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The History of Medicaid Reform and Immediate Annuities: Part Two

Disclaimer: With Medicaid, VA, and insurance regulations frequently changing, past blog posts may not be presently accurate or relevant. Please contact our office for information on current planning strategies, tips, and how-to's.


In 1985 Congress enacted the Consolidated Omnibus Budget Reconciliation Act – COBRA ’85.  The ’85 Act put an end to “Medicaid qualifying trusts.”  Medicaid qualifying trusts were irrevocable trusts established with the applicant or the applicant’s spouse as the beneficiary of all or part of the payments from the trust, as determined by the absolute discretion of the trustee.  The Act deemed the assets of the trust to be available resources when determining the Medicaid eligibility.


In 1988 Congress enacted the Medicare Catastrophic Coverage Act – MCCA ’88.  The ’88 Act required state Medicaid programs to:


  • penalize asset transfers for less than fair market value, and
  • look-back 30 months for inappropriate transfers.  Each uncompensated asset transfer stood on its own merits as to an applicable penalty period, penalty periods ran consecutively – no overlap, and the maximum time period for which a Medicaid applicant was ineligible was 30 months.


In 1993 Congress enacted the Omnibus Budget Reconciliation Act – OBRA ’93.  The ’93 Act required state Medicaid programs to:


  • extend the 30-month look-back to 36 months,
  • extend the look-back from 30 to 60 months in the case of an irrevocable grantor trust, and
  •  impose a penalty period commensurate with the value of the uncompensated transfers – no maximum limit.


In November of 1994, in response to immediate annuities that were structured with very long payouts (some as long as 30 years), the Health Care Financing Administration (“HCFA”) issued Transmittal 64.  This established the “actuarially sound test” for immediate annuities.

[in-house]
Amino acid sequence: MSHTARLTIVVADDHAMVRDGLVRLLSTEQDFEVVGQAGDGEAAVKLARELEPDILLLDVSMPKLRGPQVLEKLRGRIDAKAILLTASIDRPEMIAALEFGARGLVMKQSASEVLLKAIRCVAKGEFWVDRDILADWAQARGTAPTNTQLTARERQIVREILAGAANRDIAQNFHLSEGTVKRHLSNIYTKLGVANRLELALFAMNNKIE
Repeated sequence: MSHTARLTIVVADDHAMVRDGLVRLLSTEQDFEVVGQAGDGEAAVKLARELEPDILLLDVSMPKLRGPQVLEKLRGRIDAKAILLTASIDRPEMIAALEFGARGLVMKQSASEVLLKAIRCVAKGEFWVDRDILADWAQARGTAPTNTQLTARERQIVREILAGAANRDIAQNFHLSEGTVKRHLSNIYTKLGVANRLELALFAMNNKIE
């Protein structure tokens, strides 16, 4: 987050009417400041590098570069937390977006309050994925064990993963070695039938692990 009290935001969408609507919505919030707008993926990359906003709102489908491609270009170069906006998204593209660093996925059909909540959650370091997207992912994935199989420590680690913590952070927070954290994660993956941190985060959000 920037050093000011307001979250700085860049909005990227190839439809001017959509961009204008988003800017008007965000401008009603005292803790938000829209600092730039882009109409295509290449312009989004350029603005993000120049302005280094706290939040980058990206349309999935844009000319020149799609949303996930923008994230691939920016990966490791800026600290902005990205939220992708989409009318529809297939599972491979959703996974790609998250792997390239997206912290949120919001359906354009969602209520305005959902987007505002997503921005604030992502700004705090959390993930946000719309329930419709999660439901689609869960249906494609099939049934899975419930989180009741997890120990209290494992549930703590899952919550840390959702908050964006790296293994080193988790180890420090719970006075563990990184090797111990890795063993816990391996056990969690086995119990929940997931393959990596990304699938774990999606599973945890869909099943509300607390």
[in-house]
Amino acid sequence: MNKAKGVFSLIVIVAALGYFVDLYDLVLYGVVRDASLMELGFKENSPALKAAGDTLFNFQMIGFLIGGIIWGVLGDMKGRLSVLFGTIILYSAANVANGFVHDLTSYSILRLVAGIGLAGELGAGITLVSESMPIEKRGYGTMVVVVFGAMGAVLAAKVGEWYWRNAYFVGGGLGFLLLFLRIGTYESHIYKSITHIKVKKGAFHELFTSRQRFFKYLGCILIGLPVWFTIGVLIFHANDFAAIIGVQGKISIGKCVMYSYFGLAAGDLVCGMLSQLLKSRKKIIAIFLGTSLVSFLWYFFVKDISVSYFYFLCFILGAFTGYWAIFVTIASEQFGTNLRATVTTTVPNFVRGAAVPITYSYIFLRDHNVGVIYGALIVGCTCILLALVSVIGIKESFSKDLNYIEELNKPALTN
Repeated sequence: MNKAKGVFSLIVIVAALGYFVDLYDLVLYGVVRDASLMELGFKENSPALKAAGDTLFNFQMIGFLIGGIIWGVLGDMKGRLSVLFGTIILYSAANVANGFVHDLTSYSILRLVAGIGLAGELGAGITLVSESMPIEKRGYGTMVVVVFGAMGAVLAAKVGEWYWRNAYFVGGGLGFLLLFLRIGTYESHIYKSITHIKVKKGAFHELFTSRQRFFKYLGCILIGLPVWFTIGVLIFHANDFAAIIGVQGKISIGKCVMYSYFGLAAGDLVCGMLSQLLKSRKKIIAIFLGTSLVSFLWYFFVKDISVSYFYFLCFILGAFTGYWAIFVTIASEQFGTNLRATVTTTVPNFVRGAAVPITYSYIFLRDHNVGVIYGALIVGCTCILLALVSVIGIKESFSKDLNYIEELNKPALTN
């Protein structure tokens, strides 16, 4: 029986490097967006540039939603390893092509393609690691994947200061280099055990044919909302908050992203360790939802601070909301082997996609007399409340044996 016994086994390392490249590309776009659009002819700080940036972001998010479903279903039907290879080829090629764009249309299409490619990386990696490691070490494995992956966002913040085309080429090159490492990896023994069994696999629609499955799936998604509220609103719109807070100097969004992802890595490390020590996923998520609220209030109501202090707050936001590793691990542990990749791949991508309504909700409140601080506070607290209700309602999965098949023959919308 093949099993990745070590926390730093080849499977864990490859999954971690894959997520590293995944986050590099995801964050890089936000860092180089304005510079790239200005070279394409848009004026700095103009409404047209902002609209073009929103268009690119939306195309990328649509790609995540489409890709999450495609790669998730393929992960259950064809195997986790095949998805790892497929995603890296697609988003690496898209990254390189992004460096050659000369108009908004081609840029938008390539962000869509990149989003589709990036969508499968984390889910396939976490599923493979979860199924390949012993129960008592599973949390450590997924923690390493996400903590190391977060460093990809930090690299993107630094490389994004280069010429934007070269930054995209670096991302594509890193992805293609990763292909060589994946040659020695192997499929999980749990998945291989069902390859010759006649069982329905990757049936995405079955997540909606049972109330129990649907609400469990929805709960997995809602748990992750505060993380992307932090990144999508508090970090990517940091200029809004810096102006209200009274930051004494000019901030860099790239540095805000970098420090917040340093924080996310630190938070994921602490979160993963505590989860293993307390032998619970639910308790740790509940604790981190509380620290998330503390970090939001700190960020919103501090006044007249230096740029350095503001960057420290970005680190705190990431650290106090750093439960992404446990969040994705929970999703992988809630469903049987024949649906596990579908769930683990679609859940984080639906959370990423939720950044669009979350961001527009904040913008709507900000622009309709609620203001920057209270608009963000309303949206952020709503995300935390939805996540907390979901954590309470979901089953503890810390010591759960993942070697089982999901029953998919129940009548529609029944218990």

Based on a specific age and gender life expectancy table, in order for an immediate annuity to be compliant it had to return the investment amount within the owner’s life expectancy.  If the annuity was too long, it did not satisfy the test and caused a Medicaid ineligibility period.  With the actuarially sound test in place, single applicants paid more for their care, reducing what the government paid.


On February 6, 2006, Congress passed the Deficit Reduction Act of 2005 – DRA ’05.  The intent of the ’05 Act was to discourage individuals from purchasing immediate annuities for the purpose of sheltering or transferring assets to avoid paying for long-term care costs.  The Act required state Medicaid programs to treat the purchase of an immediate annuity as a “transfer for less than fair market value” unless it met all of the following requirements:


  • is irrevocable and non-assignable,
  • is actuarially sound,
  • provides for payments in equal amounts, with no deferral and no balloon payments,
  • names the state Medicaid program in the first position for at least the total amount of medical assistance paid on behalf of the applicant/recipient, or names the state Medicaid program in the second position after the community spouse, minor child, or disabled child, for at least the total amount of medical assistance paid on behalf of the applicant/recipient.


I don’t anticipate, even for a moment, that the Deficit Reduction Act of 2005 is the last major change to the face of the Medicare and Medicaid systems.  When that next change comes, I will do what I have been doing since 1985 – educating myself, refocusing, and growing my practice.


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